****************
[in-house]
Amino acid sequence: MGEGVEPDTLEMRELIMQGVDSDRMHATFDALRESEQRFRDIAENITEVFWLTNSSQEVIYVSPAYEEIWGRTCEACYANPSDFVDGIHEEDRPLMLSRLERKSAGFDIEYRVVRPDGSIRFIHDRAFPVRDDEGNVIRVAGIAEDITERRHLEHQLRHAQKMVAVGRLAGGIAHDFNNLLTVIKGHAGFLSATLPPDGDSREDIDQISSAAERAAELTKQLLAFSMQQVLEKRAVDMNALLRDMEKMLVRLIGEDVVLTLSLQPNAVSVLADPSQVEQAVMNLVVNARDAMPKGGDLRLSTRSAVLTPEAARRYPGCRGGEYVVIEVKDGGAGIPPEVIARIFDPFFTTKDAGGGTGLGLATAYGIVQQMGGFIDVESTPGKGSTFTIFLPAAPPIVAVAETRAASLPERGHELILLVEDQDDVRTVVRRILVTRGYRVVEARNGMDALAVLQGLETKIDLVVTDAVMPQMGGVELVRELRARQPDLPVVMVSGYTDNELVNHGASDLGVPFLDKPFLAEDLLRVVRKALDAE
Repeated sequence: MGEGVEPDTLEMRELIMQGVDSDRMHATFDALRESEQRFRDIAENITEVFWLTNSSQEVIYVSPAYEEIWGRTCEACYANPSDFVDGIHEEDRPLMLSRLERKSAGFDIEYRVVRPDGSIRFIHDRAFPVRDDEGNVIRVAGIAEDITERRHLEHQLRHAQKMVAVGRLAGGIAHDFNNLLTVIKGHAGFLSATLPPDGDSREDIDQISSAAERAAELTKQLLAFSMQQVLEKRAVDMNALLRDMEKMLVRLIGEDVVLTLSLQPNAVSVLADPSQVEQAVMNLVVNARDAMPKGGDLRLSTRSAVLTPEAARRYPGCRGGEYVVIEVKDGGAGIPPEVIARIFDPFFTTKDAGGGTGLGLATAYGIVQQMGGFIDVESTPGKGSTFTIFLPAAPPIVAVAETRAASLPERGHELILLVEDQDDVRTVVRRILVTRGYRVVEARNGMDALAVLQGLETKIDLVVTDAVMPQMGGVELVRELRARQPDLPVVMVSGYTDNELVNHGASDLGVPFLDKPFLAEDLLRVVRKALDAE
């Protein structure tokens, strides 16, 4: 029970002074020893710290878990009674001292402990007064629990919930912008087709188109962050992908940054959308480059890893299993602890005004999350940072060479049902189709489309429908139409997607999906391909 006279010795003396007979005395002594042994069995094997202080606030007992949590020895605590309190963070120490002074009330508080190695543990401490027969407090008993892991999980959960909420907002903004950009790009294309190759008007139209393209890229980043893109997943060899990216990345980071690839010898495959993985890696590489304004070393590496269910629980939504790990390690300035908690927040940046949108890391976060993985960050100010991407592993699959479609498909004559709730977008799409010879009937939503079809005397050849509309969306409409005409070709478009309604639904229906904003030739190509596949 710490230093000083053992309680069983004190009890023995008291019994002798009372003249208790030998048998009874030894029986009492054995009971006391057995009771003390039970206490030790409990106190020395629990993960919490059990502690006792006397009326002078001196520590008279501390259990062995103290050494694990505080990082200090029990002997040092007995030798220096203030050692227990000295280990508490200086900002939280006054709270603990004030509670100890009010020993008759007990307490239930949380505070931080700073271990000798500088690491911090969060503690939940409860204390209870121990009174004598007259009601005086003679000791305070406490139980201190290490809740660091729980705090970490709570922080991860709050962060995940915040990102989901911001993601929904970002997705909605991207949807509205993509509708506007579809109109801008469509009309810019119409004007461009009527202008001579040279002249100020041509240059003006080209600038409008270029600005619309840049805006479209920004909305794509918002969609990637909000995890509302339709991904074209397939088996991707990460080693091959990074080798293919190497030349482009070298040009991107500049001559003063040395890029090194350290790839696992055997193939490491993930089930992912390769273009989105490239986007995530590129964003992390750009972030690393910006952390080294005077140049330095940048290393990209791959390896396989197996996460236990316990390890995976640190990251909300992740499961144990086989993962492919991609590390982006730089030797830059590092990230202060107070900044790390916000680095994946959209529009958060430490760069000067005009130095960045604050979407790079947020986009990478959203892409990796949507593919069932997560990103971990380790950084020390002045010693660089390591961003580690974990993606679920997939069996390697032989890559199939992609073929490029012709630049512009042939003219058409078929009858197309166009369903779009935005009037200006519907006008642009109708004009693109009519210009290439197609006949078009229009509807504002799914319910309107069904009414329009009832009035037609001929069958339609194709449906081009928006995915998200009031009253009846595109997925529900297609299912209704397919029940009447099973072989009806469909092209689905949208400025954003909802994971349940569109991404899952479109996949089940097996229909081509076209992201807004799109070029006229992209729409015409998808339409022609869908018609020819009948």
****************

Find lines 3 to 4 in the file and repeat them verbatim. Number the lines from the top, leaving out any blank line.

Repeated sequence: MGEGVEPDTLEMRELIMQGVDSDRMHATFDALRESEQRFRDIAENITEVFWLTNSSQEVIYVSPAYEEIWGRTCEACYANPSDFVDGIHEEDRPLMLSRLERKSAGFDIEYRVVRPDGSIRFIHDRAFPVRDDEGNVIRVAGIAEDITERRHLEHQLRHAQKMVAVGRLAGGIAHDFNNLLTVIKGHAGFLSATLPPDGDSREDIDQISSAAERAAELTKQLLAFSMQQVLEKRAVDMNALLRDMEKMLVRLIGEDVVLTLSLQPNAVSVLADPSQVEQAVMNLVVNARDAMPKGGDLRLSTRSAVLTPEAARRYPGCRGGEYVVIEVKDGGAGIPPEVIARIFDPFFTTKDAGGGTGLGLATAYGIVQQMGGFIDVESTPGKGSTFTIFLPAAPPIVAVAETRAASLPERGHELILLVEDQDDVRTVVRRILVTRGYRVVEARNGMDALAVLQGLETKIDLVVTDAVMPQMGGVELVRELRARQPDLPVVMVSGYTDNELVNHGASDLGVPFLDKPFLAEDLLRVVRKALDAE
């Protein structure tokens, strides 16, 4: 029970002074020893710290878990009674001292402990007064629990919930912008087709188109962050992908940054959308480059890893299993602890005004999350940072060479049902189709489309429908139409997607999906391909 006279010795003396007979005395002594042994069995094997202080606030007992949590020895605590309190963070120490002074009330508080190695543990401490027969407090008993892991999980959960909420907002903004950009790009294309190759008007139209393209890229980043893109997943060899990216990345980071690839010898495959993985890696590489304004070393590496269910629980939504790990390690300035908690927040940046949108890391976060993985960050100010991407592993699959479609498909004559709730977008799409010879009937939503079809005397050849509309969306409409005409070709478009309604639904229906904003030739190509596949 710490230093000083053992309680069983004190009890023995008291019994002798009372003249208790030998048998009874030894029986009492054995009971006391057995009771003390039970206490030790409990106190020395629990993960919490059990502690006792006397009326002078001196520590008279501390259990062995103290050494694990505080990082200090029990002997040092007995030798220096203030050692227990000295280990508490200086900002939280006054709270603990004030509670100890009010020993008759007990307490239930949380505070931080700073271990000798500088690491911090969060503690939940409860204390209870121990009174004598007259009601005086003679000791305070406490139980201190290490809740660091729980705090970490709570922080991860709050962060995940915040990102989901911001993601929904970002997705909605991207949807509205993509509708506007579809109109801008469509009309810019119409004007461009009527202008001579040279002249100020041509240059003006080209600038409008270029600005619309840049805006479209920004909305794509918002969609990637909000995890509302339709991904074209397939088996991707990460080693091959990074080798293919190497030349482009070298040009991107500049001559003063040395890029090194350290790839696992055997193939490491993930089930992912390769273009989105490239986007995530590129964003992390750009972030690393910006952390080294005077140049330095940048290393990209791959390896396989197996996460236990316990390890995976640190990251909300992740499961144990086989993962492919991609590390982006730089030797830059590092990230202060107070900044790390916000680095994946959209529009958060430490760069000067005009130095960045604050979407790079947020986009990478959203892409990796949507593919069932997560990103971990380790950084020390002045010693660089390591961003580690974990993606679920997939069996390697032989890559199939992609073929490029012709630049512009042939003219058409078929009858197309166009369903779009935005009037200006519907006008642009109708004009693109009519210009290439197609006949078009229009509807504002799914319910309107069904009414329009009832009035037609001929069958339609194709449906081009928006995915998200009031009253009846595109997925529900297609299912209704397919029940009447099973072989009806469909092209689905949208400025954003909802994971349940569109991404899952479109996949089940097996229909081509076209992201807004799109070029006229992209729409015409998808339409022609869908018609020819009948």